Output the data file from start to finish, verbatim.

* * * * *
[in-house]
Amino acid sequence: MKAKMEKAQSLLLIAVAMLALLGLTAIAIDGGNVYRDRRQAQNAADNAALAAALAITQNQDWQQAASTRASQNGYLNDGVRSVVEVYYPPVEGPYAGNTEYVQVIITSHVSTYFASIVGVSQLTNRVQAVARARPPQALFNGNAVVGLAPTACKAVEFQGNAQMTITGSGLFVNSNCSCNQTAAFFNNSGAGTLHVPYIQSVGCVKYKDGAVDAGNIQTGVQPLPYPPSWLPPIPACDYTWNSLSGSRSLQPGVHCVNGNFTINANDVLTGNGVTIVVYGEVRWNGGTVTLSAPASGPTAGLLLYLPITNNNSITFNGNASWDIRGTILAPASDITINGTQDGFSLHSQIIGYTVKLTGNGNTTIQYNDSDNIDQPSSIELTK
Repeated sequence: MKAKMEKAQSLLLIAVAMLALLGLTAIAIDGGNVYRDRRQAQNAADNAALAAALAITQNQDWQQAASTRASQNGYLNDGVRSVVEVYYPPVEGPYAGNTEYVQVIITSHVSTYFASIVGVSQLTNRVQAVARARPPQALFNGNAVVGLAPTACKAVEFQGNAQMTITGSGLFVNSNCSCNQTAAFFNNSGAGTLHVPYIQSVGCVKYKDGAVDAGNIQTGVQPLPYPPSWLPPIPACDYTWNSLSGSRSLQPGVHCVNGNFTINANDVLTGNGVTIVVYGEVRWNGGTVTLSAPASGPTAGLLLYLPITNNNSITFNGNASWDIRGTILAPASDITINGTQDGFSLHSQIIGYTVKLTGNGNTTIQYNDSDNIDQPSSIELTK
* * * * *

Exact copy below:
[in-house]
Amino acid sequence: MKAKMEKAQSLLLIAVAMLALLGLTAIAIDGGNVYRDRRQAQNAADNAALAAALAITQNQDWQQAASTRASQNGYLNDGVRSVVEVYYPPVEGPYAGNTEYVQVIITSHVSTYFASIVGVSQLTNRVQAVARARPPQALFNGNAVVGLAPTACKAVEFQGNAQMTITGSGLFVNSNCSCNQTAAFFNNSGAGTLHVPYIQSVGCVKYKDGAVDAGNIQTGVQPLPYPPSWLPPIPACDYTWNSLSGSRSLQPGVHCVNGNFTINANDVLTGNGVTIVVYGEVRWNGGTVTLSAPASGPTAGLLLYLPITNNNSITFNGNASWDIRGTILAPASDITINGTQDGFSLHSQIIGYTVKLTGNGNTTIQYNDSDNIDQPSSIELTK
Repeated sequence: MKAKMEKAQSLLLIAVAMLALLGLTAIAIDGGNVYRDRRQAQNAADNAALAAALAITQNQDWQQAASTRASQNGYLNDGVRSVVEVYYPPVEGPYAGNTEYVQVIITSHVSTYFASIVGVSQLTNRVQAVARARPPQALFNGNAVVGLAPTACKAVEFQGNAQMTITGSGLFVNSNCSCNQTAAFFNNSGAGTLHVPYIQSVGCVKYKDGAVDAGNIQTGVQPLPYPPSWLPPIPACDYTWNSLSGSRSLQPGVHCVNGNFTINANDVLTGNGVTIVVYGEVRWNGGTVTLSAPASGPTAGLLLYLPITNNNSITFNGNASWDIRGTILAPASDITINGTQDGFSLHSQIIGYTVKLTGNGNTTIQYNDSDNIDQPSSIELTK